Millions of cosmetic tubes, jars, caps, wands and other hard-to-recycle packaging materials are sent to landfills each year. Not only do our personal care packaging disposal habits wreak havoc on our waste streams, they also ask us to consider: To what extent of environmental costs are we willing to pay in order to maintain our beauty routines?
The onus doesn’t simply fall on the consumer to re-think the way we toss our toiletries. Mass-market brands like LUSH Cosmetics, Cargo Cosmetics and Aveda that have concentrated their efforts on producing smarter and easy-to-recycle lines have demonstratively served both people and planet with their business models.
“Sustainability in the beauty sector is not new given the efforts of brands such as Aveda CPR, Unilever compressed deodorant can, and Cargo now discontinued PlantLove lipstick eco-friendly formula with biodegradable packaging,” explains Tina-Gaye Bernard, cosmetics industry marketing consultant, founder of Cocoa Chic Beauty and former director of marketing for brands such as L’Oreal, Sue Devitt Beauty and Clinque. “Cosmetic industry manufacturers will continue to pursue cost and earth efficient improvements.”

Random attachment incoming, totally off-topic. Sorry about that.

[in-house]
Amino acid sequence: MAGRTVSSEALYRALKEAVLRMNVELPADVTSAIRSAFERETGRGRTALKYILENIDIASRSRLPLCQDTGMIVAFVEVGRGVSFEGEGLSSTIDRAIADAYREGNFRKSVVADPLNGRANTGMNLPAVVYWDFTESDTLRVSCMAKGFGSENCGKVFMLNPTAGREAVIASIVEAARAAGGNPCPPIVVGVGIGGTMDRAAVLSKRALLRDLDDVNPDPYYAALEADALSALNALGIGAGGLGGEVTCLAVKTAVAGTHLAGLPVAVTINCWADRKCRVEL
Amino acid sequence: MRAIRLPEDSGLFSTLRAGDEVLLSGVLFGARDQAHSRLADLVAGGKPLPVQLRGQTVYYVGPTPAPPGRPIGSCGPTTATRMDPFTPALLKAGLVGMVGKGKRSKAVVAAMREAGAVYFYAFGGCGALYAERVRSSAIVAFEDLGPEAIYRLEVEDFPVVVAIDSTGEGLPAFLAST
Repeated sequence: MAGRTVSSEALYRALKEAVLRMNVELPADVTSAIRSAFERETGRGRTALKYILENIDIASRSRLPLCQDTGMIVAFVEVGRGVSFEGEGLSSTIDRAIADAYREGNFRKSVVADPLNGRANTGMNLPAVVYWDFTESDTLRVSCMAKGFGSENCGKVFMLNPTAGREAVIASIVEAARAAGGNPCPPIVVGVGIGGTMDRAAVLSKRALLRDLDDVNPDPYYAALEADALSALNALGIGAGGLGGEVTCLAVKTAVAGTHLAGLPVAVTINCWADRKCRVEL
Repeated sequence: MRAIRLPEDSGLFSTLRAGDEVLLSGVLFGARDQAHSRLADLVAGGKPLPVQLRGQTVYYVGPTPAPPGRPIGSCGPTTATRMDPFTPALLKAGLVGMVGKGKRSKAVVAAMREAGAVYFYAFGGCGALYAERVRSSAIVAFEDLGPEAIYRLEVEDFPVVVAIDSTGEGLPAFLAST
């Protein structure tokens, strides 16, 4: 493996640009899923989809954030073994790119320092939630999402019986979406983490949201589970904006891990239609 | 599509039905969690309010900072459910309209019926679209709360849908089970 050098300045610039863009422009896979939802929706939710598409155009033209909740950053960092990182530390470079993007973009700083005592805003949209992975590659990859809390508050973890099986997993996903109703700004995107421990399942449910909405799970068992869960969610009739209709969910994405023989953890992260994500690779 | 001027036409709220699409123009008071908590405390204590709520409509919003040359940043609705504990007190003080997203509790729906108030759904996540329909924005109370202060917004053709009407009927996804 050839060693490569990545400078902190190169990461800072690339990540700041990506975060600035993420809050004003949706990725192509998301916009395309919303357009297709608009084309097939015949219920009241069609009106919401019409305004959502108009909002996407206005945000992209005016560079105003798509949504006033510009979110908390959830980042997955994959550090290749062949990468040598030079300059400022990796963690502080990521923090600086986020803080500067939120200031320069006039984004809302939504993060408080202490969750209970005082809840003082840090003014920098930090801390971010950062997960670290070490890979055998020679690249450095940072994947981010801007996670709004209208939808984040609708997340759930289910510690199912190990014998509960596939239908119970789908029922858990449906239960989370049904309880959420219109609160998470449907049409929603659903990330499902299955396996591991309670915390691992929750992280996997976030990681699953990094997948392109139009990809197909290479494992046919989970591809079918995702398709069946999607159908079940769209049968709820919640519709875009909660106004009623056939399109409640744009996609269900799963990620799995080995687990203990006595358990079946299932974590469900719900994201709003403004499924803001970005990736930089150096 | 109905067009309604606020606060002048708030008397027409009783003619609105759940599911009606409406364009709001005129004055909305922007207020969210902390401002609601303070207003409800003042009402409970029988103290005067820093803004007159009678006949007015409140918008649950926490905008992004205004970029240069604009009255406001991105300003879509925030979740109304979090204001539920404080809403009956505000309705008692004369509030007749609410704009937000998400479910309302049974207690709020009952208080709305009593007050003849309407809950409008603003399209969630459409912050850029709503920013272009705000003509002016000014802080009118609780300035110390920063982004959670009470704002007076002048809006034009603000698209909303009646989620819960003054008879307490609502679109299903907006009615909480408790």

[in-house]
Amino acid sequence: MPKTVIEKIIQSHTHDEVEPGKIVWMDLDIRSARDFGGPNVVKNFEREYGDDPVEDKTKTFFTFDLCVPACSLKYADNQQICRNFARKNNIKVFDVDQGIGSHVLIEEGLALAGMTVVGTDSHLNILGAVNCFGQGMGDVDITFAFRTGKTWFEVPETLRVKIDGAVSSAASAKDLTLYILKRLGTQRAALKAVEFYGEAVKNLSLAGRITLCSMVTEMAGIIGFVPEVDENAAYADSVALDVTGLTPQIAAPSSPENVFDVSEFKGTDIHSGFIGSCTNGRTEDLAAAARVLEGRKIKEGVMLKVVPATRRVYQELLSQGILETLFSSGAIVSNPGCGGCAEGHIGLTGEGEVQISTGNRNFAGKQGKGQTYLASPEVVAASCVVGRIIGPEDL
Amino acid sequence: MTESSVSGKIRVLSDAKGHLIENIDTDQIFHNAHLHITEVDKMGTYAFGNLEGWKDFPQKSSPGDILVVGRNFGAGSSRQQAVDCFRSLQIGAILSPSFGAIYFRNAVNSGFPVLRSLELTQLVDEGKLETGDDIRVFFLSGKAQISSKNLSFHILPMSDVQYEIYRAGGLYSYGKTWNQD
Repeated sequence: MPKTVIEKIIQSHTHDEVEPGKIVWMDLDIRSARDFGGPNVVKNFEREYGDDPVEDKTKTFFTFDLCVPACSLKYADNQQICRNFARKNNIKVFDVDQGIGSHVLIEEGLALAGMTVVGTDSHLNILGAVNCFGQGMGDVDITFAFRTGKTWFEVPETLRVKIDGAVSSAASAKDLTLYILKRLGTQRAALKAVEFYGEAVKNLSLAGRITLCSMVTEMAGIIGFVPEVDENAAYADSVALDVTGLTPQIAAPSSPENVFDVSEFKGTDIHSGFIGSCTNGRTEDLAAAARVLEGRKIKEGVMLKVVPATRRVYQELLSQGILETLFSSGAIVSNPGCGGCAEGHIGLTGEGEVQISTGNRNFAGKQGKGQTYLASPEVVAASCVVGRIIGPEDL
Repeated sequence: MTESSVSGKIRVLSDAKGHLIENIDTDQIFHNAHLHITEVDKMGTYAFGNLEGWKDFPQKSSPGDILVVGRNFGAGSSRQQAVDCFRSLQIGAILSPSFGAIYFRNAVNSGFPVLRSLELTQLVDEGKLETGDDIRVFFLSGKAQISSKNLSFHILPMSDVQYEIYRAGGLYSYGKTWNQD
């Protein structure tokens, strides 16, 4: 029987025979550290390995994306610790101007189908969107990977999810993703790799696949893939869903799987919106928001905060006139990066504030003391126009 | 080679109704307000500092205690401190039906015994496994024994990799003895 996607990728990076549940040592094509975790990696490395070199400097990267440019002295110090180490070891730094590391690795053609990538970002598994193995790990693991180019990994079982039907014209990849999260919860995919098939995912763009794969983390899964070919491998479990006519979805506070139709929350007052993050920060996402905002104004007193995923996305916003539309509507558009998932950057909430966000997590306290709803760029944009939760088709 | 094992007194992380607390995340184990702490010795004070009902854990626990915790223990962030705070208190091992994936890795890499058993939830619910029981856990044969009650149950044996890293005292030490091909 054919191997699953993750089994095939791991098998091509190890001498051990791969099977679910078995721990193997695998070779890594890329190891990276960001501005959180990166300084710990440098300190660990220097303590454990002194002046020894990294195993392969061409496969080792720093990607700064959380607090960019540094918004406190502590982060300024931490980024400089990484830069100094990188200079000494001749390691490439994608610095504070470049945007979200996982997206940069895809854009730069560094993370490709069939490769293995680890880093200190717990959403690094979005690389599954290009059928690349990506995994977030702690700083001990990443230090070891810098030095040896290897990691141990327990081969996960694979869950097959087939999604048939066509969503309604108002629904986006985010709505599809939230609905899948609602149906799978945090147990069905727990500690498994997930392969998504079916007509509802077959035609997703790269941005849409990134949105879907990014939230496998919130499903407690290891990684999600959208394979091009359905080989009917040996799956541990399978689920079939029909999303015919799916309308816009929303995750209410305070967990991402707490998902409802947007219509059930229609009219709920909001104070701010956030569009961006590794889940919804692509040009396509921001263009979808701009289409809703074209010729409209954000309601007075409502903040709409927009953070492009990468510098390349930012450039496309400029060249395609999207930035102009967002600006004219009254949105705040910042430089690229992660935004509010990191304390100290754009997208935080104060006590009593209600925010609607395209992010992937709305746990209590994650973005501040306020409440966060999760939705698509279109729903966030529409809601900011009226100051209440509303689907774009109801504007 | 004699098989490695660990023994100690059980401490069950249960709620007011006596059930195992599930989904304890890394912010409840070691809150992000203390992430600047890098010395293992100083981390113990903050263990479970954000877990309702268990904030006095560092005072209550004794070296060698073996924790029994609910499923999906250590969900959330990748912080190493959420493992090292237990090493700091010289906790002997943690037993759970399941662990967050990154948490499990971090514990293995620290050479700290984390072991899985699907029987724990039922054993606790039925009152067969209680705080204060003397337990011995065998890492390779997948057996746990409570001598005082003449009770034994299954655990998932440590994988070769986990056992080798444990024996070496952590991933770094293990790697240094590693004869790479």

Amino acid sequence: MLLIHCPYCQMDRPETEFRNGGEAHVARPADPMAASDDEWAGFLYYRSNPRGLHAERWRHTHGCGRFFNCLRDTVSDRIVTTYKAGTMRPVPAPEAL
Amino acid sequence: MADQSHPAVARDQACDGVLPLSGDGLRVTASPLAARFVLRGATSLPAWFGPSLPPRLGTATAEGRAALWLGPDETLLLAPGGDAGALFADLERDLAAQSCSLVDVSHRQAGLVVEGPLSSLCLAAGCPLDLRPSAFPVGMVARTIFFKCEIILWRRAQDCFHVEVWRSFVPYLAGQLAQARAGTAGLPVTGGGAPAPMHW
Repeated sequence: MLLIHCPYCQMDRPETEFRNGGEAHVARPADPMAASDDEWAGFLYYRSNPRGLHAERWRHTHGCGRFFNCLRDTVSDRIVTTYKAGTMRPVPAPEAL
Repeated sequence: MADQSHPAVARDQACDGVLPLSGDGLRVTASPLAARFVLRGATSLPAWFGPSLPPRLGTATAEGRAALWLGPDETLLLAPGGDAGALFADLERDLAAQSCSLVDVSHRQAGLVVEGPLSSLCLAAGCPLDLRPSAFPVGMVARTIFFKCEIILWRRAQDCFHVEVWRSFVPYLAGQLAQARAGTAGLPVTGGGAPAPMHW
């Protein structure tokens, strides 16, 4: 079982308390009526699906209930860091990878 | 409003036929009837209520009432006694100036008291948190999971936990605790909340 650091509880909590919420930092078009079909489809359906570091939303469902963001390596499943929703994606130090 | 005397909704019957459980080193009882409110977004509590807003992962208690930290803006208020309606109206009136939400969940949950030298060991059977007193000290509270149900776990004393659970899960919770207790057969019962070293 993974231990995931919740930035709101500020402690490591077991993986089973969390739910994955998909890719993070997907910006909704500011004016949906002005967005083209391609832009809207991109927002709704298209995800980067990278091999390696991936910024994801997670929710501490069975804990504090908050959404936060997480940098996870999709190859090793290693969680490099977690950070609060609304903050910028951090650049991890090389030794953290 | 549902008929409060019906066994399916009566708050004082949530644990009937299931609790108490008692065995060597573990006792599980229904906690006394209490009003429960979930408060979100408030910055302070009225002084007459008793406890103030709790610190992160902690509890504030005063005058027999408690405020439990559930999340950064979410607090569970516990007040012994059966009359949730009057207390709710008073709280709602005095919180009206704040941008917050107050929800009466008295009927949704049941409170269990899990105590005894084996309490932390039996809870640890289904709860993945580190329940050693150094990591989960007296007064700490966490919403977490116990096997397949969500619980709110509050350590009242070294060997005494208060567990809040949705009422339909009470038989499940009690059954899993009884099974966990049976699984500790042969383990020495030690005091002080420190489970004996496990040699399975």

In 2011, Garnier partnered with free waste collection programs TerraCyle to divert a significant portion of its packaging waste from landfills. Through the partnership, Garnier works with Terracycle to allow salons and individuals to recycle their packaging through the Personal Care and Beauty Brigade program — a free recycling program for hair care, skin care, and cosmetic product packaging, as well as a fundraising opportunity for participants. To date, the program has collected over 4 billion units of packaging waste and has raised over $82,000 dollars for charities.
But what if there was another way that cosmetics companies could marry both quality packaging with earth-friendly principles?
When entrepreneur Anita Redd, who faced a challenge when the packaging for her natural skin care products–Anita’s Balm, was discontinued by her supplier, she found cohesive solace between her all-natural lip balm line and a biodegradable jar she crafted with a 3-D printer. The bump in her proverbial road turned out to be just the challenge she needed to re-think her mission of marketing high-quality, natural products with guilt-free packaging.
Her custom designed and printed jars are now patent pending.Click to continue reading »